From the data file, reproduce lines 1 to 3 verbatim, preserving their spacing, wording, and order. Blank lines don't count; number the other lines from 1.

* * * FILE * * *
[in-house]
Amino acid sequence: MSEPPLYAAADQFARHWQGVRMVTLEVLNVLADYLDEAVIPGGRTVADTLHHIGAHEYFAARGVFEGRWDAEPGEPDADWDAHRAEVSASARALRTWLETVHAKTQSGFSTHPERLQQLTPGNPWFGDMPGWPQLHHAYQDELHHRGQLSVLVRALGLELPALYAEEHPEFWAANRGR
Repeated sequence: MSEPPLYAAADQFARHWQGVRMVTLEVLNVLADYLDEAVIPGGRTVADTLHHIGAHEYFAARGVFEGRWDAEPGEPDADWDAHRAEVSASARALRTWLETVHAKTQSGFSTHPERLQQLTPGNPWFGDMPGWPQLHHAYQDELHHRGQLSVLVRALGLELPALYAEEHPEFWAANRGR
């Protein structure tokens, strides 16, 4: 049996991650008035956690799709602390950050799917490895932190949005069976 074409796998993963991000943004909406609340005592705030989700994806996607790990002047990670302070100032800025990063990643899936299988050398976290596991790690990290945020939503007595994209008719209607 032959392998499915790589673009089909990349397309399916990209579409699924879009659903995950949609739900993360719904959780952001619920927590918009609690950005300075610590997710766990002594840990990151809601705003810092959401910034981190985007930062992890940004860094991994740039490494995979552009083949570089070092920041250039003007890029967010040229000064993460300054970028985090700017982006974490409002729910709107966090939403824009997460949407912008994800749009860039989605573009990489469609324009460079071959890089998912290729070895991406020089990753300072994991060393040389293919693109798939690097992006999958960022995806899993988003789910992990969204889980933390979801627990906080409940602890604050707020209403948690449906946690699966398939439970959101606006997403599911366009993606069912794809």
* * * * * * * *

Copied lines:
[in-house]
Amino acid sequence: MSEPPLYAAADQFARHWQGVRMVTLEVLNVLADYLDEAVIPGGRTVADTLHHIGAHEYFAARGVFEGRWDAEPGEPDADWDAHRAEVSASARALRTWLETVHAKTQSGFSTHPERLQQLTPGNPWFGDMPGWPQLHHAYQDELHHRGQLSVLVRALGLELPALYAEEHPEFWAANRGR
Repeated sequence: MSEPPLYAAADQFARHWQGVRMVTLEVLNVLADYLDEAVIPGGRTVADTLHHIGAHEYFAARGVFEGRWDAEPGEPDADWDAHRAEVSASARALRTWLETVHAKTQSGFSTHPERLQQLTPGNPWFGDMPGWPQLHHAYQDELHHRGQLSVLVRALGLELPALYAEEHPEFWAANRGR